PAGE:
The Stranger on the Cross

On Good Friday, the spirit of inclusion offered by the message inherent in the Last Supper and Washing of the Feet is slapped in our faces with its truth. (Again, small disclaimer: I’ve researched this stuff or been told it by priests and other religious, forming my views.)

Regardless of what you believe about the truth of events over Easter, there are some things that can’t be denied. Like how Jesus was put to death because (as I mentioned previously) He dared to challenge the status quo by reaching out to all, even and especially those who were considered “untouchable”. That wasn’t all: his message was bread for a hungry crowd, sight for a previously blind one. People listened to him, which meant they, too, challenged the status quo as He did.

So the persecutors tempted one of Jesus’ friends, then manipulated the judge (Pilate) who officiated at Jesus’ show trial. Pilate literally “washed his hands” of the matter due to pressure from the religious leaders…one of the first examples of peer pressure from crowd mentality causing a person to cave in and support the dominant opinion, you could say.

It was hoped that by killing Jesus, they would kill His message. That plan failed, obviously.

Jesus taught that the things that mattered were compassion for each other’s weaknesses, strength to build each other up, a sense of community that was forging and non-judgemental. In a word, love.

Sometimes that vision (or the realisation of it) can be difficult to believe. Especially when our own egos and fears get in the way. I’ve come to realise that Simon Peter represents us in that regard. Jesus trusted in and loved him, though, even through his mistakes. As He trusts in and loves us. The message still resonates, despite how difficult it can be, because of its truth.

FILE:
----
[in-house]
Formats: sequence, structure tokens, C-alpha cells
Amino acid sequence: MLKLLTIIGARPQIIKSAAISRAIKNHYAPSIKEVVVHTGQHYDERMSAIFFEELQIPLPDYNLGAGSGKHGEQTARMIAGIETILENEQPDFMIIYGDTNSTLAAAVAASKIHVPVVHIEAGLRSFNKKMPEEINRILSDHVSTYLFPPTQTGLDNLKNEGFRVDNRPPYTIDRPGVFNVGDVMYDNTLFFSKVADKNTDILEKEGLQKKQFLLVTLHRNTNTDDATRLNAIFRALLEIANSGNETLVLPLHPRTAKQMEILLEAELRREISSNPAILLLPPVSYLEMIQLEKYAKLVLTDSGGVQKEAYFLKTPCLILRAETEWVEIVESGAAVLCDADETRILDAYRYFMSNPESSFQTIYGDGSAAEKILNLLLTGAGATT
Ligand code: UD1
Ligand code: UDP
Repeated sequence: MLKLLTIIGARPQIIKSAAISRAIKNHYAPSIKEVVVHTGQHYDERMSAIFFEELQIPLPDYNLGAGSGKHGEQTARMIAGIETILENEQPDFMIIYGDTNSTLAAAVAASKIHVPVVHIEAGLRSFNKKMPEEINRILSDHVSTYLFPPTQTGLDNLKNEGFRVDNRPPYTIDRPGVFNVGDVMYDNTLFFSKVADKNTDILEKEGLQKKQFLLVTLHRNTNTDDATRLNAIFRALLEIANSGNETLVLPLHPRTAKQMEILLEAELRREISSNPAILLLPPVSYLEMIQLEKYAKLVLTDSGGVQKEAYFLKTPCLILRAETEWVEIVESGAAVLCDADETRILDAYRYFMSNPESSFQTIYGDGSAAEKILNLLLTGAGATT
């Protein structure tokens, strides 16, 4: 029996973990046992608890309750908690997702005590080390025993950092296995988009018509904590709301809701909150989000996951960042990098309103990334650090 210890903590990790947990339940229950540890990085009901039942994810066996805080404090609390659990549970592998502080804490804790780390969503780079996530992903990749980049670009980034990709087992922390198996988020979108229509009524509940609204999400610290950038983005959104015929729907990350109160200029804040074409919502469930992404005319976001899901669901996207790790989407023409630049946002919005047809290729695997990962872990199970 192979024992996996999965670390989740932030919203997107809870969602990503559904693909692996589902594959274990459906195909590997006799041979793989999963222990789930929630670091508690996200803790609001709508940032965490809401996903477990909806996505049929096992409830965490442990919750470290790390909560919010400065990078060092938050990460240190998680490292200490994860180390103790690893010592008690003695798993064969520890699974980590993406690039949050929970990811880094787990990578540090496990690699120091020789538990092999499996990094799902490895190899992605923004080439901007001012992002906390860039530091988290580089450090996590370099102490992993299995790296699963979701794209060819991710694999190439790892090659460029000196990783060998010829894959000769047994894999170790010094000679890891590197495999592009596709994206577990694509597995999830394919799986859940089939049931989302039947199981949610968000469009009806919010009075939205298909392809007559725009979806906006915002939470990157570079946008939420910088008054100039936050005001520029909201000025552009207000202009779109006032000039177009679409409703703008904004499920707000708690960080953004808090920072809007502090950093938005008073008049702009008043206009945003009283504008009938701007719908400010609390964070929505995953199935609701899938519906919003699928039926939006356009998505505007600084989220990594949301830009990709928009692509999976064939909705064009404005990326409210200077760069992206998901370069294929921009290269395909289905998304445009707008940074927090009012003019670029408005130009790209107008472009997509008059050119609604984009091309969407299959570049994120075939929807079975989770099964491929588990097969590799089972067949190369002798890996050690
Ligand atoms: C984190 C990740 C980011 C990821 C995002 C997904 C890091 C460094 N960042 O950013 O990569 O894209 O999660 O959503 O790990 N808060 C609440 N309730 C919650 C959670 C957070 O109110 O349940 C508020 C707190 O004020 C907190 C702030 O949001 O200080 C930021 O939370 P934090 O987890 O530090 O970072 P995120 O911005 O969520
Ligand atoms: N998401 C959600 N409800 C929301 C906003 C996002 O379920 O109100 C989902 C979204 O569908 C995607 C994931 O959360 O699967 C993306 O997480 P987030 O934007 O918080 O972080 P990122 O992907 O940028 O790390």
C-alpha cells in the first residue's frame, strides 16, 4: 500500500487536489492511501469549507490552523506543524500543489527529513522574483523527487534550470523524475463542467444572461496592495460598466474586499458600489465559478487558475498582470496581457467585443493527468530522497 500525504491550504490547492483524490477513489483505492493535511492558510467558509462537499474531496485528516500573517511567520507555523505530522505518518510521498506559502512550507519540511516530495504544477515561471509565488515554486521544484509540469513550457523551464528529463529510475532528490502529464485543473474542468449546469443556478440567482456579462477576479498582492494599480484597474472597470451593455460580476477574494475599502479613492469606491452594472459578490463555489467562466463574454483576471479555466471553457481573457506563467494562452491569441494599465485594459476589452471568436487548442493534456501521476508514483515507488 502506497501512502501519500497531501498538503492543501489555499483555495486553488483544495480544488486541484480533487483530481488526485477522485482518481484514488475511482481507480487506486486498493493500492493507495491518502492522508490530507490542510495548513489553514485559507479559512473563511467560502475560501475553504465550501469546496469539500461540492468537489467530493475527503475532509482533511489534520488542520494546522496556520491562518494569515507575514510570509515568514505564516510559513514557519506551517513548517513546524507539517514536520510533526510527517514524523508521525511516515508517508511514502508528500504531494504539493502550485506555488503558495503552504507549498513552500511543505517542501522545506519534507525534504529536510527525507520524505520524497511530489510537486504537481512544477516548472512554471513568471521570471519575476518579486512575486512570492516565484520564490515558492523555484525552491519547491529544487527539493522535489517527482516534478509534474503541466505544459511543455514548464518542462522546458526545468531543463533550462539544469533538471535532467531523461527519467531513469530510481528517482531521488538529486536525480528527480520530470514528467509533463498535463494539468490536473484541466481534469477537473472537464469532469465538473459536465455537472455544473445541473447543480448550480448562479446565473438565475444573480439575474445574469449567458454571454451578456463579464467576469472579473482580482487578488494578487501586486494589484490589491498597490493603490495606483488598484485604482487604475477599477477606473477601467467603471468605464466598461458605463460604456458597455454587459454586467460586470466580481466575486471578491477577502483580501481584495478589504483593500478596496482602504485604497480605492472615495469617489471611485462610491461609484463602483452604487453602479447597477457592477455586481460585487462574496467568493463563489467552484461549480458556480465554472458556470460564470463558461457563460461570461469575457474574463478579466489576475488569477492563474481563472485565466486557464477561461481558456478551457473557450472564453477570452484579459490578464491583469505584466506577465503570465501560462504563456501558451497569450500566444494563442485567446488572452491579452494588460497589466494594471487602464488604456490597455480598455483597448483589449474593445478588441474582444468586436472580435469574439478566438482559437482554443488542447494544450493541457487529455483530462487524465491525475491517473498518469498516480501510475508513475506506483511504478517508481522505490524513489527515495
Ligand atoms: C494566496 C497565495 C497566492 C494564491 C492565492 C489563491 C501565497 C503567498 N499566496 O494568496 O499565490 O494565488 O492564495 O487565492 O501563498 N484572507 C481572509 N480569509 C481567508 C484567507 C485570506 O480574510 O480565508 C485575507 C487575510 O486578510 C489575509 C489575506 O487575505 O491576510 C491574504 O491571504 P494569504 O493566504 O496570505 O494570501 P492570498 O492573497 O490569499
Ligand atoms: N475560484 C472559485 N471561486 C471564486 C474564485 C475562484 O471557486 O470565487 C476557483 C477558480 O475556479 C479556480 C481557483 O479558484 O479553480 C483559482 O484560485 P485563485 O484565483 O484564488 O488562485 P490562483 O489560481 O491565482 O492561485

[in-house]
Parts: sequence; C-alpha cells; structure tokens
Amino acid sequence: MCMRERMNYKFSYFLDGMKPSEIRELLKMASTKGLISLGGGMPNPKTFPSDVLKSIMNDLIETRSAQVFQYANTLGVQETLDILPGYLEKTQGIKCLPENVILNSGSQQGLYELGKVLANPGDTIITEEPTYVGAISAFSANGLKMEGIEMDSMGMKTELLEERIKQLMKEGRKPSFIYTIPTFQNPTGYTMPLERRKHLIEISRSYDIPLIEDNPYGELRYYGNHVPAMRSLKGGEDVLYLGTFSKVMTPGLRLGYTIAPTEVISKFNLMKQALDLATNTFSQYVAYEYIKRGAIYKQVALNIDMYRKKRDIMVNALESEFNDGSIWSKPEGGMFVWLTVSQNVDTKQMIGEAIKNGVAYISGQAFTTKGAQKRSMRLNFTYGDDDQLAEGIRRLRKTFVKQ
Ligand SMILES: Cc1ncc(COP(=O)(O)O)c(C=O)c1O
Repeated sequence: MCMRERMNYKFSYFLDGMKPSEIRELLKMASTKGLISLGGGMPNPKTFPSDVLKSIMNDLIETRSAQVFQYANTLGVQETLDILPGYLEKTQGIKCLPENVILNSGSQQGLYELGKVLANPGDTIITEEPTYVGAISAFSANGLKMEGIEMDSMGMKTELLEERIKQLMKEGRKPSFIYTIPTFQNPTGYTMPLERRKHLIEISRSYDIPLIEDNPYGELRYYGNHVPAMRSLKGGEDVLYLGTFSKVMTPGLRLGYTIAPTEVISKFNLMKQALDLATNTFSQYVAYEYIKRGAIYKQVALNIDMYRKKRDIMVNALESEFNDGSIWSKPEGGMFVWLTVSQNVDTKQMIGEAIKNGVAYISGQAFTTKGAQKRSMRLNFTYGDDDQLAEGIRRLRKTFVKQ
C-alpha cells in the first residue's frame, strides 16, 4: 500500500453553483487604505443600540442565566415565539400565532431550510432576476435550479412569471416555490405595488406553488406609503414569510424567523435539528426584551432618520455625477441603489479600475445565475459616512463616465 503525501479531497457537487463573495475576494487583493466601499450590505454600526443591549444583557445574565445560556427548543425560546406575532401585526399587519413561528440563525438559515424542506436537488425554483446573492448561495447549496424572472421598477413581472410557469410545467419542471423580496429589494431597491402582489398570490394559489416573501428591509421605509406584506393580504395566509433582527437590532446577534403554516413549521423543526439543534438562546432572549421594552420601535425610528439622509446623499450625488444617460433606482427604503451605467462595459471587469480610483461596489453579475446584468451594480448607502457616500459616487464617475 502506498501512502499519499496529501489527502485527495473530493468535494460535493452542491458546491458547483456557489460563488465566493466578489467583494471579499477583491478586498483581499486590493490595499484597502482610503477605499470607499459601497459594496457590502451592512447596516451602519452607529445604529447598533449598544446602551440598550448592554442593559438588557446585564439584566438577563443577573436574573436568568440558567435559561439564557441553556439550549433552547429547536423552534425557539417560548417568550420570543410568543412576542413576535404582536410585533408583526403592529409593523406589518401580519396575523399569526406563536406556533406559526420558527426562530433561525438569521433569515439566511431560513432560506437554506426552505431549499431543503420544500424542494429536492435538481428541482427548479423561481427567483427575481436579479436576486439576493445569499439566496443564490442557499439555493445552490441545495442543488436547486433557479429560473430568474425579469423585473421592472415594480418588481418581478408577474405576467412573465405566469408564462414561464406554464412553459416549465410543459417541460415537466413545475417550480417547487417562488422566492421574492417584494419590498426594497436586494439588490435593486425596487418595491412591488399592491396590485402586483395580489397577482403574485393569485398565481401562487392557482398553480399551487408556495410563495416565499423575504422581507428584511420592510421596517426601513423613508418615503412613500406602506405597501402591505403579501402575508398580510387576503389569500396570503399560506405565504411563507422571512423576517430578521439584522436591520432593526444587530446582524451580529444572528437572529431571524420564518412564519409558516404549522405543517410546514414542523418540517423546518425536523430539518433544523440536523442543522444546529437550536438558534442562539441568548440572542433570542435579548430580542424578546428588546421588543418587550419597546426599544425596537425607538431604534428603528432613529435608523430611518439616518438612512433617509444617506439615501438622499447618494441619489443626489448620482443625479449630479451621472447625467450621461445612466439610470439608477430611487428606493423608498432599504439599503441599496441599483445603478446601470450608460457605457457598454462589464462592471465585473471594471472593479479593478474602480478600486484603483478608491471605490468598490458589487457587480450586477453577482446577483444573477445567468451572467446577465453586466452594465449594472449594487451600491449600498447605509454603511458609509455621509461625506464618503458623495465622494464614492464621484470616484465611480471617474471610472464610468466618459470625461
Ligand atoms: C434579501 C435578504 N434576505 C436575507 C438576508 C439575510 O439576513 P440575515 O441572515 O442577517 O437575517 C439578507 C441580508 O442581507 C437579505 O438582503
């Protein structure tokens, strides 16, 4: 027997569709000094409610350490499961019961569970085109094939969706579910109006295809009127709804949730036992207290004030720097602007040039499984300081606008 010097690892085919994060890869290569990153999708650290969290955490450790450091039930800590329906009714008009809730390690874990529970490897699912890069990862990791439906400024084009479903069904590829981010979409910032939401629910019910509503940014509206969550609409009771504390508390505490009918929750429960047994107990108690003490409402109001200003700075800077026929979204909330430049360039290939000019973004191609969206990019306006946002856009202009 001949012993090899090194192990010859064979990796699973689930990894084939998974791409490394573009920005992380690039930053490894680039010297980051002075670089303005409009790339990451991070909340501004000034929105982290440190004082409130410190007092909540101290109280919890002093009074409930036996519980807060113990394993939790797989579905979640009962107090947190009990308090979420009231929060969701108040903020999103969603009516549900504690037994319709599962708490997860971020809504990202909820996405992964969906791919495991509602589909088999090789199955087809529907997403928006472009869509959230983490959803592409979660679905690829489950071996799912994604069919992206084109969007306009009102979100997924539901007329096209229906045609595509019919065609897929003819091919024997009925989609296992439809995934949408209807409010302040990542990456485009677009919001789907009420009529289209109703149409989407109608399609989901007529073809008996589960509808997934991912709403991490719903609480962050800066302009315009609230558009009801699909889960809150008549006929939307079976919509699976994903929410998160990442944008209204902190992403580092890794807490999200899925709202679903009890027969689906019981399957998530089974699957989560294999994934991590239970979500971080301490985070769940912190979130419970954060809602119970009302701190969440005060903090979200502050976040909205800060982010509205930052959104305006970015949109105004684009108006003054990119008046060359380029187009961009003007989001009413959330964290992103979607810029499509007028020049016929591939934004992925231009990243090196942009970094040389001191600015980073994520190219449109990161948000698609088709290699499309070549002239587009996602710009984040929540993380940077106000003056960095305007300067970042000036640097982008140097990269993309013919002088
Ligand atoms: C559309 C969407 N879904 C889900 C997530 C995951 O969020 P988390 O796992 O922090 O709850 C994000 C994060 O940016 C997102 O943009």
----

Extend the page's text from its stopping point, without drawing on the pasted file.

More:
Today, Jesus is still present in the outcast people of society. We would do well to remember that in how we treat them. This is true for all of us, especially Christians, in our treatment of those who “don’t fit” our mould or idea of morality (like LGBTI people, or [in the Catholic Church] divorced and unwed parents [especially mothers], for example). Welcoming sounds nicer than holier-than-thou anyway.

One group of outcasts in whom Jesus can be seen are refugees. Below is a video explaining some things about the Syrian situation and refugee crisis. five years is too long. Something to think about during this time….they are the ones on the Cross right now, as borders shut and they are trapped in substandard conditions.The question is – what can we do to help them and other Cross-bearers in today’s society?

That’s what I hear in the story of Cross this year.

4 thoughts on “The Stranger on the Cross

  1. Hi there! I believe strongly in Jesus and his message, though I hesitate to call myself “Christian” because exactly of what you are talking about–many “Christians” being hesitant to welcome LGBT people or help in other uncomfortable situations. I’m from the USA, so those tensions are an everyday occurrence here. I know many Christians are welcoming of all people, but anyway, that’s just how I’ve chosen to identify. My point is that I really like reading your style of talking about Jesus. Jesus was a radical. He did things most people (including me) are afraid to do, such as feed a homeless person. So I’m excited to read more about Jesus, and peace, and all sorts of other good things, from your perspective 🙂


    • I hope that makes sense and doesn’t sound like Christians shouldn’t call themselves Christians. Not what I mean. It’s just a personal thing for me. And I think it may have something to do with where I live, though I can’t be sure. Anyway, thanks and looking forward to reading more!


    • *Blush*. Thanks. I owe a lot to my parish priest and other religiously-trained people (as well as family) who have helped influence my views. Especially as those religiously-trained people know a lot more about it than I do…I just listen and think!

      Liked by 1 person

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